CCAGCCCC 0.013 4:320, 4:322 0.014, 0.012 1.01 (0.25–4.06) 1.000 
 CTGCCCCC 0.011 4:320, 3:323 0.012, 0.010 1.35 (0.30–6.06) 1.000 
Block 2 
 CT 0.346 112:212, 113:213 0.344, 0.348 1.00 (0.72–1.38) 1.000 
 CC 0.343 122:202, 102:224 0.375, 0.312 1.33 (0.96–1.84) 0.889 
 TC 0.306 91:233, 108:218 0.279, 0.3332 0.79 (0.56–1.10) 1.000 
Haplotype Frequency Counts PXE, controls Frequencies PXE, controls OR (95% CI) Pcorrected 
Block 1 
 CTGCCCTC 0.289 86:238, 102:224 0.265, 0.312 0.79 (0.57–1.12) 1.000 
 ACAGCTCA 0.165 41:283, 67:259 0.126, 0.205 0.56 (1.17–2.72) 0.066 
 CTGGCCCC 0.165 69:255, 38:288 0.212, 0.118 2.05 (1.33–3.15) 0.013 
 ACAGTTCA 0.157 57:268, 46:280 0.174, 0.140 1.30 (0.85–1.98) 1.000 
 ACAGCTCC 0.146 50:274, 45:281 0.154, 0.138 1.14 (0.74–1.76) 1.000 
 CCAGCCCC 0.013 4:320, 4:322 0.014, 0.012 1.01 (0.25–4.06) 1.000 
 CTGCCCCC 0.011 4:320, 3:323 0.012, 0.010 1.35 (0.30–6.06) 1.000 
Block 2 
 CT 0.346 112:212, 113:213 0.344, 0.348 1.00 (0.72–1.38) 1.000 
 CC 0.343 122:202, 102:224 0.375, 0.312 1.33 (0.96–1.84) 0.889 
 TC 0.306 91:233, 108:218 0.279, 0.3332 0.79 (0.56–1.10) 1.000 

Impact of haplotypes on ocular manifestations

Haploview analysis was also performed for ocular manifestation subgroups; the results are given in Table  6 . Block 1 haplotype ACAGTTCA was markedly more frequent in the mild ocular involvement group (OR 2.78, 95% CI 1.32–5.88, Pcorrected = 0.051), even though the association was only borderline significant after correction for multiple testing.

Table 6.

Estimated haplotypes in patient subgroups

Haplotype Frequency Counts, Group A, B Frequencies, Group A, B OR (95% CI) Pcorrected 
Block 1 
 CTGCCCTC 0.284 44:88, 11:51 0.333, 0.177 2.32 (1.10–4.89) 0.246 
 CTGGCCCC 0.206 33:99, 7:55 0.250, 0.113 2.62 (1.09–6.31) 0.276 
 ACAGTTCA 0.180 17:115, 18:44 0.127, 0.293 0.36 (0.17–0.76) 0.051 
 ACAGCTCC 0.160 17:115, 14:48 0.130, 0.223 0.51 (0.23–1.11) 0.997 
 ACAGCTCA 0.103 13:119, 7:55 0.098, 0.113 0.86 (0.32–2.27) 1.000 
 CCAGCCCC 0.016 1:131, 2:60 0.006, 0.039 0.23 (0.02–2.58) 0.997 
 CTGCCCCC 0.010 2:130, 0:62 0.015, 0.000 2.40 (0.11–50.7) 1.000 
Block 2 
 CC 0.376 50:82, 23:39 0.379, 0.371 1.03 (0.55–1.93) 1.000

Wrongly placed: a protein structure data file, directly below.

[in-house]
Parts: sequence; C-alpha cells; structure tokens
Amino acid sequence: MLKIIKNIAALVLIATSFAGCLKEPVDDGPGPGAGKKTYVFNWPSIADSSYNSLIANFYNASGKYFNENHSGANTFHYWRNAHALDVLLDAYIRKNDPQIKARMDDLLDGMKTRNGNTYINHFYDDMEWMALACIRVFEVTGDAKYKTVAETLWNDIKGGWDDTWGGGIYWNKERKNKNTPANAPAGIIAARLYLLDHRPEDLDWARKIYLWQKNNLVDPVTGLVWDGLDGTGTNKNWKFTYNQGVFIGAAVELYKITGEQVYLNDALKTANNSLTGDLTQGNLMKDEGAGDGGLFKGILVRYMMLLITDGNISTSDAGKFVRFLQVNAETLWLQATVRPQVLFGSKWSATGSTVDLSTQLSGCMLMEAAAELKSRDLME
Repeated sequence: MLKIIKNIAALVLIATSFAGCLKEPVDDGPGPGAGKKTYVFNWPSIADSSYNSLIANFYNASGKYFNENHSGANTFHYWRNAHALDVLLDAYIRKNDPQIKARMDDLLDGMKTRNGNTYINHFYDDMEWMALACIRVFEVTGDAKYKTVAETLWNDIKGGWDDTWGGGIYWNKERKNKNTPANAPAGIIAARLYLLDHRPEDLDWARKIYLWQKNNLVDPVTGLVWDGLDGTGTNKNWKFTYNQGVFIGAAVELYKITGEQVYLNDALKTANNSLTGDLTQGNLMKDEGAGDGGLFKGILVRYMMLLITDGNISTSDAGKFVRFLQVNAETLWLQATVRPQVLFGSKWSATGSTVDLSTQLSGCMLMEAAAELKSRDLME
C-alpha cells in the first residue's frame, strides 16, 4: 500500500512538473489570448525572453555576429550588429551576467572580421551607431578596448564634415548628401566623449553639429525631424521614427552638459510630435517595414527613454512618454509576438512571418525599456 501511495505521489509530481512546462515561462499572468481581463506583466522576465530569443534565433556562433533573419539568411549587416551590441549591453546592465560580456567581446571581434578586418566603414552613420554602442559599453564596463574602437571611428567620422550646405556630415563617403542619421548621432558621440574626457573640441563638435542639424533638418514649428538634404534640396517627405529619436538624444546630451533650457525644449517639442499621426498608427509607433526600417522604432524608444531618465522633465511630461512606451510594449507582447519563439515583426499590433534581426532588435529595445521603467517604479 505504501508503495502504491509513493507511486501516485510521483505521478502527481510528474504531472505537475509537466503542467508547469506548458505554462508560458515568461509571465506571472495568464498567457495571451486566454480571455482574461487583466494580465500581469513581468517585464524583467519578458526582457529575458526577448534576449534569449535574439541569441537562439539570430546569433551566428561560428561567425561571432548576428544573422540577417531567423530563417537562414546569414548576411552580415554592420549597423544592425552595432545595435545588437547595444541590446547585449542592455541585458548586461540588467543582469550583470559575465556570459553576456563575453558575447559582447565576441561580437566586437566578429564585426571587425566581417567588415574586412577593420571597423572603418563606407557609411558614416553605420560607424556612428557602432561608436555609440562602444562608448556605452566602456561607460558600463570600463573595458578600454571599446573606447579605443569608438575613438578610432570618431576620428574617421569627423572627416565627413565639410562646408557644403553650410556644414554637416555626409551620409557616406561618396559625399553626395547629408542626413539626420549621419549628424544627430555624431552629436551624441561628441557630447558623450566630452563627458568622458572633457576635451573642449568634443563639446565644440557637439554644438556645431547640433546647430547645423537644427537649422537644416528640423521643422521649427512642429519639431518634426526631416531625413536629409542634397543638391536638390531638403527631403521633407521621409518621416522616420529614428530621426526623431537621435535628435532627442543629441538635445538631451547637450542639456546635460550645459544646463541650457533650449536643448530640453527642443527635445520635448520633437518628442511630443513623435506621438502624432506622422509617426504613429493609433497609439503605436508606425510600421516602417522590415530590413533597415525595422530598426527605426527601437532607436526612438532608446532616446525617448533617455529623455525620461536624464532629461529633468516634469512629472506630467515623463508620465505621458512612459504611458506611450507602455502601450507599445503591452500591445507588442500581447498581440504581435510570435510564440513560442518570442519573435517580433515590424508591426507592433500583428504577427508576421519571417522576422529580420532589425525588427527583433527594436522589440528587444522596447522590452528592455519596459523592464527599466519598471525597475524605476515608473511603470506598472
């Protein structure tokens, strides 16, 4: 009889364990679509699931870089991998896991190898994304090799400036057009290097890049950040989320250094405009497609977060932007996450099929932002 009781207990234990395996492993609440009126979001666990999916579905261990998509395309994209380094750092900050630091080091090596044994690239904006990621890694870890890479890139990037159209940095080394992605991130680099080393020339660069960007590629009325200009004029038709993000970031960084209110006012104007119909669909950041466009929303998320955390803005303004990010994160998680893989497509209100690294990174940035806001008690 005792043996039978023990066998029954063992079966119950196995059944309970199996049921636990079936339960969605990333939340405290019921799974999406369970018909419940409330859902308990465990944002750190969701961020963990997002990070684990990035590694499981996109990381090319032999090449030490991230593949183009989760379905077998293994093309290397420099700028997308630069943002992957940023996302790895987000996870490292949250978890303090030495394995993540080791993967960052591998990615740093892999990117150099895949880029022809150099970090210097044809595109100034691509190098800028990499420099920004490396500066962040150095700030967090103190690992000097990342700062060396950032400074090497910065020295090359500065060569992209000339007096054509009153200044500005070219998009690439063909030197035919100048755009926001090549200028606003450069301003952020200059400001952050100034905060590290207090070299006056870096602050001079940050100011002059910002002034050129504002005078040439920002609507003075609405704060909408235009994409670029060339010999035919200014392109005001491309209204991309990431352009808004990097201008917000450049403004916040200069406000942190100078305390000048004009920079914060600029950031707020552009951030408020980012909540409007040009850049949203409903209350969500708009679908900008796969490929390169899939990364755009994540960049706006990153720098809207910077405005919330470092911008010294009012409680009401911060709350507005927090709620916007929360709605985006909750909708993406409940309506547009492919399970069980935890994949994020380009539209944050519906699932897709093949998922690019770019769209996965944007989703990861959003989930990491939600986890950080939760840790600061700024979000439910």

CT 0.330 47:85, 17:45 0.356, 0.274 1.46 (0.76–2.84) 1.000 
 TC 0.294 35:97, 22:40 0.265, 0.355 0.66 (0.34–1.25) 1.000 
Haplotype Frequency Counts, Group A, B Frequencies, Group A, B OR (95% CI) Pcorrected 
Block 1 
 CTGCCCTC 0.284 44:88, 11:51 0.333, 0.177 2.32 (1.10–4.89) 0.246 
 CTGGCCCC 0.206 33:99, 7:55 0.250, 0.113 2.62 (1.09–6.31) 0.276 
 ACAGTTCA 0.180 17:115, 18:44 0.127, 0.293 0.36 (0.17–0.76) 0.051 
 ACAGCTCC 0.160 17:115, 14:48 0.130, 0.223 0.51 (0.23–1.11) 0.997 
 ACAGCTCA 0.103 13:119, 7:55 0.098, 0.113 0.86 (0.32–2.27) 1.000 
 CCAGCCCC 0.016 1:131, 2:60 0.006, 0.039 0.23 (0.02–2.58) 0.997 
 CTGCCCCC 0.010 2:130, 0:62 0.015, 0.000 2.40 (0.11–50.7) 1.000 
Block 2 
 CC 0.376 50:82, 23:39 0.379, 0.371 1.03 (0.55–1.93) 1.000 
 CT 0.330 47:85, 17:45 0.356, 0.274 1.46 (0.76–2.84) 1.000 
 TC 0.294 35:97, 22:40 0.265, 0.355 0.66 (0.34–1.25) 1.000 

DISCUSSION

Although it is known that PXE is caused by mutations in the ABCC6 gene, there seems to be no obvious link between ABCC6 deficiency and the symptoms observed in patients. The mechanisms by which ABCC6 deficiency results in the activation of pathways leading to the manifestation of PXE symptoms remain to be defined. The clinical course and phenotype of PXE are highly variable ( 7 , 8 ), thus suggesting the involvement of other factors, e.g. modifier genes. Candidates for a role as a modifier in PXE are those genes that are involved in pathogenic pathways leading to the development of PXE manifestations. Any genetic variation in genes regulating these pathways may be connected to PXE pathogenesis. Indeed, in recent years, secondary genetic factors acting as modifier genes were shown to play a role in the severity and course of PXE ( 9–11 ). On the basis of the results of the current study, we propose that VEGF acts as a modifier in PXE as well. Furthermore, we present evidence for a correlation between VEGFA genotype and the ocular PXE phenotype.

Apart from the development of calcified lesions in the dermis, retinopathy is the most prominent clinical feature of PXE and also the severest consequence in most cases. Virtually all patients develop ocular manifestations in the course of the disease ( 12 ). The earliest ophthalmological findings in many cases are peau d'orange and angioid streaks, which represent ruptures of the Bruch membrane occurring due to alteration of elastic fibers. Severe visual impairment is often caused by the development of CNV that is favored by breaks in the Bruch membrane. CNV has been reported to occur in 72–86% of PXE cases ( 29 ). The prognosis for visual acuity is crucially dependent on whether CNV emerges or not. Even though breaks in the Bruch membrane favor the growth of fibrovascular tissue originating from the choroid through the break, defects in the Bruch membrane are not automatically associated with CNV ( 30 ). An additional requirement is the action of growth factors that drive the formation of new vessels, and among them VEGF is the most important. VEGF has been implied in a variety of pathologies with an angiogenic basis, among them proliferative DR and neovascular AMD. The phenotypic similarities these conditions share with PXE-associated retinopathy and the crucial role of VEGF in CNV development suggest a potential role for VEGF in PXE susceptibility. Supporting evidence comes from the successful application of the anti-VEGF antibody bevacizumab in the treatment of PXE-associated retinopathy ( 12 ). In the present study, we analyzed polymorphisms in the promoter and coding region of the VEGF gene. Haplotype analysis revealed one haplotype to be significantly more frequent among PXE patients. This haplotype contains the c.-460T and the c.-152G alleles, both of which were present in the promoter haplotype Churchill et al . ( 26 ) identified to be associated with AMD.